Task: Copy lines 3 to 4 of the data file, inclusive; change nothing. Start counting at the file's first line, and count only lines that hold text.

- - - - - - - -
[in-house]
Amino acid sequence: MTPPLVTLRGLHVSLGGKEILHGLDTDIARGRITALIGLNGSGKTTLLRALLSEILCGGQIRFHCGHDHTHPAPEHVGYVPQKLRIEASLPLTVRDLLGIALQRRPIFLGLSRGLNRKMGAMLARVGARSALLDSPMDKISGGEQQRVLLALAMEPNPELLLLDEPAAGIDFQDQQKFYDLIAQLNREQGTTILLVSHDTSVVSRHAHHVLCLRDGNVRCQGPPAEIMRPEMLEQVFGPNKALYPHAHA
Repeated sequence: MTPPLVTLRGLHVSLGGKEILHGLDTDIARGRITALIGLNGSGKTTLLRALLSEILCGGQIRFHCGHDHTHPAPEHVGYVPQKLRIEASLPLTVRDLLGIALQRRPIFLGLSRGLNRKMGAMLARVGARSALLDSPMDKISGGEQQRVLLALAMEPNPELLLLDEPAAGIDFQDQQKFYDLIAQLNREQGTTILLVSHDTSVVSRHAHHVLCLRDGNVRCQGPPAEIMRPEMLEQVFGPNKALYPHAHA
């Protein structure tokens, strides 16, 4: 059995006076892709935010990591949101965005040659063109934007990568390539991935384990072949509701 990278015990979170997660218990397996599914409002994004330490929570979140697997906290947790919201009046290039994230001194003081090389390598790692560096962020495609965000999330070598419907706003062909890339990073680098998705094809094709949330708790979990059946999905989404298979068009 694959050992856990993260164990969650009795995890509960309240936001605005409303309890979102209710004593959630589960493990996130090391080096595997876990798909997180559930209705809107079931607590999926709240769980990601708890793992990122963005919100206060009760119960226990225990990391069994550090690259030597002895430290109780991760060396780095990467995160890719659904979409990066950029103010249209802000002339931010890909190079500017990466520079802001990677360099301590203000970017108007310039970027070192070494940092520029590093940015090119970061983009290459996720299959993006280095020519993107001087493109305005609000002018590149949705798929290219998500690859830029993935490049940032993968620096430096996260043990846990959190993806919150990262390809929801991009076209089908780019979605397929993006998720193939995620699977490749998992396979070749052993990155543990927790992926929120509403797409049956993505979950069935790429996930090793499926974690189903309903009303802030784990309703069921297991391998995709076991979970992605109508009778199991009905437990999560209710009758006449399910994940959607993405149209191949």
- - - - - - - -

Repeated sequence: MTPPLVTLRGLHVSLGGKEILHGLDTDIARGRITALIGLNGSGKTTLLRALLSEILCGGQIRFHCGHDHTHPAPEHVGYVPQKLRIEASLPLTVRDLLGIALQRRPIFLGLSRGLNRKMGAMLARVGARSALLDSPMDKISGGEQQRVLLALAMEPNPELLLLDEPAAGIDFQDQQKFYDLIAQLNREQGTTILLVSHDTSVVSRHAHHVLCLRDGNVRCQGPPAEIMRPEMLEQVFGPNKALYPHAHA
């Protein structure tokens, strides 16, 4: 059995006076892709935010990591949101965005040659063109934007990568390539991935384990072949509701 990278015990979170997660218990397996599914409002994004330490929570979140697997906290947790919201009046290039994230001194003081090389390598790692560096962020495609965000999330070598419907706003062909890339990073680098998705094809094709949330708790979990059946999905989404298979068009 694959050992856990993260164990969650009795995890509960309240936001605005409303309890979102209710004593959630589960493990996130090391080096595997876990798909997180559930209705809107079931607590999926709240769980990601708890793992990122963005919100206060009760119960226990225990990391069994550090690259030597002895430290109780991760060396780095990467995160890719659904979409990066950029103010249209802000002339931010890909190079500017990466520079802001990677360099301590203000970017108007310039970027070192070494940092520029590093940015090119970061983009290459996720299959993006280095020519993107001087493109305005609000002018590149949705798929290219998500690859830029993935490049940032993968620096430096996260043990846990959190993806919150990262390809929801991009076209089908780019979605397929993006998720193939995620699977490749998992396979070749052993990155543990927790992926929120509403797409049956993505979950069935790429996930090793499926974690189903309903009303802030784990309703069921297991391998995709076991979970992605109508009778199991009905437990999560209710009758006449399910994940959607993405149209191949």